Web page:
To determine if your gastrointestinal symptoms are due to an infection caused by Escherichia coli bacteria that produce the Shiga toxin
Shiga toxin-producing Escherichia coli
1. When you have acute diarrhoea that is persistent, severe and/or bloody.
2. Your doctor may decide to test if you have a condition called Haemolytic Uraemic syndrome (HUS).
3. Your doctor or public health team may want to test in some cases if you came in to close contact with a patient with an infection caused by Shiga toxin-producing Escherichia coli or HUS.
A fresh liquid or unformed stool sample that does not contain urine or water, collected into a clean dry container; a rectal swab may be collected from infants. Stool and rectal swab may be placed in transport media for delivery to laboratory.
These tests detect the presence of disease-causing (pathogenic) Escherichia coli that produce Shiga toxins. E. coli bacteria commonly occur in nature and they are a necessary component of the digestive process in humans and most other mammals. Most strains of E. coli are harmless, but pathogenic E. coli can be responsible for inflammation of the bowel (gastroenteritis). There are multiple subtypes of E. coli that cause diarrhoeal illness, and they are classified by the mechanisms by which they cause disease. For example, some invade the lining of the intestines, causing inflammation, while others produce toxins.
E. coli that produce poisons called Shiga toxins are generally the only type of E. coli that are tested for in clinical settings from stool specimens. The Shiga toxins associated with these infections are so called because they are related to the toxins produced by another type of disease-causing bacteria, Shigella.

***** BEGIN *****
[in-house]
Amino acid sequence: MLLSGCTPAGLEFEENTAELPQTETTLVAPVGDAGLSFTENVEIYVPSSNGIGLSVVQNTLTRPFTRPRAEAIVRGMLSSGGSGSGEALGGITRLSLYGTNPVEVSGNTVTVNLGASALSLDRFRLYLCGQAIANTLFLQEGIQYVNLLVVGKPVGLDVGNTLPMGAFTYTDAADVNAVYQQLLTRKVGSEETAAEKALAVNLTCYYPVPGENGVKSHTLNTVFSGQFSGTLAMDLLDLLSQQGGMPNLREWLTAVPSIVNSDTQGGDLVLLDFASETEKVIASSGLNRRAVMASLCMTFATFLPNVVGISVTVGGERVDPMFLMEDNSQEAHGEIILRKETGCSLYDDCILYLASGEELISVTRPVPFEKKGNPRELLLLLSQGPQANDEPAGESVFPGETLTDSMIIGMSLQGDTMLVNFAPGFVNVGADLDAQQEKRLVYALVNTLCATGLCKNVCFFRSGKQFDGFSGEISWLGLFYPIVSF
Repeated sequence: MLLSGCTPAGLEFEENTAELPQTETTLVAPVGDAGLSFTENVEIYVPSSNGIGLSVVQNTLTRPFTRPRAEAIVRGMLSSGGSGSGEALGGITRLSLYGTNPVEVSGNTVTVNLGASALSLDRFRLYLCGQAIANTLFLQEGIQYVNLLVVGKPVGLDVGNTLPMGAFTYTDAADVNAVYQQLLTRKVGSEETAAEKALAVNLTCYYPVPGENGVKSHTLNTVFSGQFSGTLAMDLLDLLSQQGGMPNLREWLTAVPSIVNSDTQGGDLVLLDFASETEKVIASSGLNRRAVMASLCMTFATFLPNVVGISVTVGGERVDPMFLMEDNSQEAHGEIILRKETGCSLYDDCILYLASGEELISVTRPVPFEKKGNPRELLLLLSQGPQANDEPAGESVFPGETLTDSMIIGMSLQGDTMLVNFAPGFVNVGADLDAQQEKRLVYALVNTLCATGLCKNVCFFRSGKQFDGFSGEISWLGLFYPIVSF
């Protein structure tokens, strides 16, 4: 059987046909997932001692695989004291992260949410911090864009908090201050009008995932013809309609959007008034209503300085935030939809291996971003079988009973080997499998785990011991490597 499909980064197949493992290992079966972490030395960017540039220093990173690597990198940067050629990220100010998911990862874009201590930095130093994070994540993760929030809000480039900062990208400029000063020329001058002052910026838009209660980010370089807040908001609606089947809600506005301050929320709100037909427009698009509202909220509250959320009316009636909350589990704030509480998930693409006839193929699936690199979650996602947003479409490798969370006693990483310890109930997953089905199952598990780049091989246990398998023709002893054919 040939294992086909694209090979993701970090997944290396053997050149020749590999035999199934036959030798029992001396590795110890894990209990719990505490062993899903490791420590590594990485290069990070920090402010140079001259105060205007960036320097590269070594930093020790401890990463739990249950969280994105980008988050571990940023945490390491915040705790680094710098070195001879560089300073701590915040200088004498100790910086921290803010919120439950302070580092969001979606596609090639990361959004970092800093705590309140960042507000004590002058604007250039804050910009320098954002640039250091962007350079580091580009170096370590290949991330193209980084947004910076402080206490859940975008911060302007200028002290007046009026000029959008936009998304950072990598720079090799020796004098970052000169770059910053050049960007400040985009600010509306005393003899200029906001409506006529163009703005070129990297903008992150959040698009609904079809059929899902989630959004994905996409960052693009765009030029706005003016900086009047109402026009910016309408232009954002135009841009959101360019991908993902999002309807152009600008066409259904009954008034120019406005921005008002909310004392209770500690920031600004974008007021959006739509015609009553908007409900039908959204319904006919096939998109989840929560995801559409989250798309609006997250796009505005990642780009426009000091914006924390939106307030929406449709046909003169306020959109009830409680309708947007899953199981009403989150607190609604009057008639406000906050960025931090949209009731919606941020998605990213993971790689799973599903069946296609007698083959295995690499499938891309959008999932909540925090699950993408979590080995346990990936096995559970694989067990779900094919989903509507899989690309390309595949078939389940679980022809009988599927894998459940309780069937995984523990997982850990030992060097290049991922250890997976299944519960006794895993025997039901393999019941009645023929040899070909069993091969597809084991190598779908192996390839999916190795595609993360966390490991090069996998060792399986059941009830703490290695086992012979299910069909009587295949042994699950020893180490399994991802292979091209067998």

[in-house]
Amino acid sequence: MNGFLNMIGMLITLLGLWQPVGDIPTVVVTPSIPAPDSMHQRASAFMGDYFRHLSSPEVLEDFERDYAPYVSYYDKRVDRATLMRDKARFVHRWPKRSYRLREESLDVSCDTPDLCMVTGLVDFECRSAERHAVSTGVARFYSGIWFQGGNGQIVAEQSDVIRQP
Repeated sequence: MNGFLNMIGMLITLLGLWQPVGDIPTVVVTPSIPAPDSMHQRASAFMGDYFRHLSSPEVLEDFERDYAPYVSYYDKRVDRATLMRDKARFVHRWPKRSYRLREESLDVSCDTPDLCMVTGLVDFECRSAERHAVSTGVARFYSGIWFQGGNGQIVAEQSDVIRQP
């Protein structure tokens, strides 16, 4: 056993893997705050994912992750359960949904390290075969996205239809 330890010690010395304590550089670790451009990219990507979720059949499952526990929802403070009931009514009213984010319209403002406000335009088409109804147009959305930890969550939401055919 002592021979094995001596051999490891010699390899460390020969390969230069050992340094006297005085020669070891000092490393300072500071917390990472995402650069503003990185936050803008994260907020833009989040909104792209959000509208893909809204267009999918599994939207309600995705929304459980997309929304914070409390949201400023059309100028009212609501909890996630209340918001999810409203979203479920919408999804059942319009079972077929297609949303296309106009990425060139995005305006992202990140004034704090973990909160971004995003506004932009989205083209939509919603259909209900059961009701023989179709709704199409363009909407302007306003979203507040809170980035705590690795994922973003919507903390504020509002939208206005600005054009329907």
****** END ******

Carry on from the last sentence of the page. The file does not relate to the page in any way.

Outbreaks have been linked to the consumption of contaminated food, including undercooked minced beef, unpasteurised juice, raw milk, and raw produce such as leafy greens and alfalfa sprouts. Shiga toxin-producing E. Coli (STEC) may also be transmitted through contaminated water, contact with farm animals or their environment, and from person to person.
In addition to symptoms of nausea, severe abdominal cramps, watery diarrhoea, fatigue, or possible vomiting and low-grade fever, STEC infections are often associated with bloody stools and can lead to serious complications, specifically haemolytic uremic syndrome (HUS). HUS is a result of the toxin entering the blood and destroying red blood cells (haemolysis). It can lead to kidney failure (uraemia or the build-up of nitrogen wastes in the blood) and can be life-threatening. Signs and symptoms include decreased frequency of urination (evidence of uraemia), fatigue, and pale skin due to haemolytic anaemia. HUS usually develops about a week after the onset of diarrhoea.